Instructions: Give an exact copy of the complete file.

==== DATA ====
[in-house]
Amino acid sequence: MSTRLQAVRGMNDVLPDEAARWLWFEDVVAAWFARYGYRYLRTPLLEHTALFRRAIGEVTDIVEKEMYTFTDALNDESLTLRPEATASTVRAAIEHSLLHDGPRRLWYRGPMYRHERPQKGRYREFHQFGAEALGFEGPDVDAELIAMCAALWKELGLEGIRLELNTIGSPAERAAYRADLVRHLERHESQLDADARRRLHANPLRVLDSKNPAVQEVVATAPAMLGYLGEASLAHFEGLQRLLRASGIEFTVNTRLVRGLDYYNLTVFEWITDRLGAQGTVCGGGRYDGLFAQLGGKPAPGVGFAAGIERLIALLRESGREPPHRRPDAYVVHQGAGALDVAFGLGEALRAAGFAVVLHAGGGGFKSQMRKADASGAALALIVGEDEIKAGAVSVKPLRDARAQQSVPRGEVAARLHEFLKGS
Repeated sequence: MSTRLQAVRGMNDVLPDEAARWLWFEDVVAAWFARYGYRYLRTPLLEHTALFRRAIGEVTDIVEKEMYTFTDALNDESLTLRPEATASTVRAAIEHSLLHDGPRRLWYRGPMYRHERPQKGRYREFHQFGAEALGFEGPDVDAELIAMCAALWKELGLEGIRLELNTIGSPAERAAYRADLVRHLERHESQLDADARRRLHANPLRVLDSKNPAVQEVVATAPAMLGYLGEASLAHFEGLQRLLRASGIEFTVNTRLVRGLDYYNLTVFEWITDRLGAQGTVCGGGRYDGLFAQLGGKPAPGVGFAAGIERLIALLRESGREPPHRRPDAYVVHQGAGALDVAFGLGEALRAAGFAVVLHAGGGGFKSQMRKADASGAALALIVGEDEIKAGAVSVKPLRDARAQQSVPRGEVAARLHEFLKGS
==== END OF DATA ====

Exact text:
[in-house]
Amino acid sequence: MSTRLQAVRGMNDVLPDEAARWLWFEDVVAAWFARYGYRYLRTPLLEHTALFRRAIGEVTDIVEKEMYTFTDALNDESLTLRPEATASTVRAAIEHSLLHDGPRRLWYRGPMYRHERPQKGRYREFHQFGAEALGFEGPDVDAELIAMCAALWKELGLEGIRLELNTIGSPAERAAYRADLVRHLERHESQLDADARRRLHANPLRVLDSKNPAVQEVVATAPAMLGYLGEASLAHFEGLQRLLRASGIEFTVNTRLVRGLDYYNLTVFEWITDRLGAQGTVCGGGRYDGLFAQLGGKPAPGVGFAAGIERLIALLRESGREPPHRRPDAYVVHQGAGALDVAFGLGEALRAAGFAVVLHAGGGGFKSQMRKADASGAALALIVGEDEIKAGAVSVKPLRDARAQQSVPRGEVAARLHEFLKGS
Repeated sequence: MSTRLQAVRGMNDVLPDEAARWLWFEDVVAAWFARYGYRYLRTPLLEHTALFRRAIGEVTDIVEKEMYTFTDALNDESLTLRPEATASTVRAAIEHSLLHDGPRRLWYRGPMYRHERPQKGRYREFHQFGAEALGFEGPDVDAELIAMCAALWKELGLEGIRLELNTIGSPAERAAYRADLVRHLERHESQLDADARRRLHANPLRVLDSKNPAVQEVVATAPAMLGYLGEASLAHFEGLQRLLRASGIEFTVNTRLVRGLDYYNLTVFEWITDRLGAQGTVCGGGRYDGLFAQLGGKPAPGVGFAAGIERLIALLRESGREPPHRRPDAYVVHQGAGALDVAFGLGEALRAAGFAVVLHAGGGGFKSQMRKADASGAALALIVGEDEIKAGAVSVKPLRDARAQQSVPRGEVAARLHEFLKGS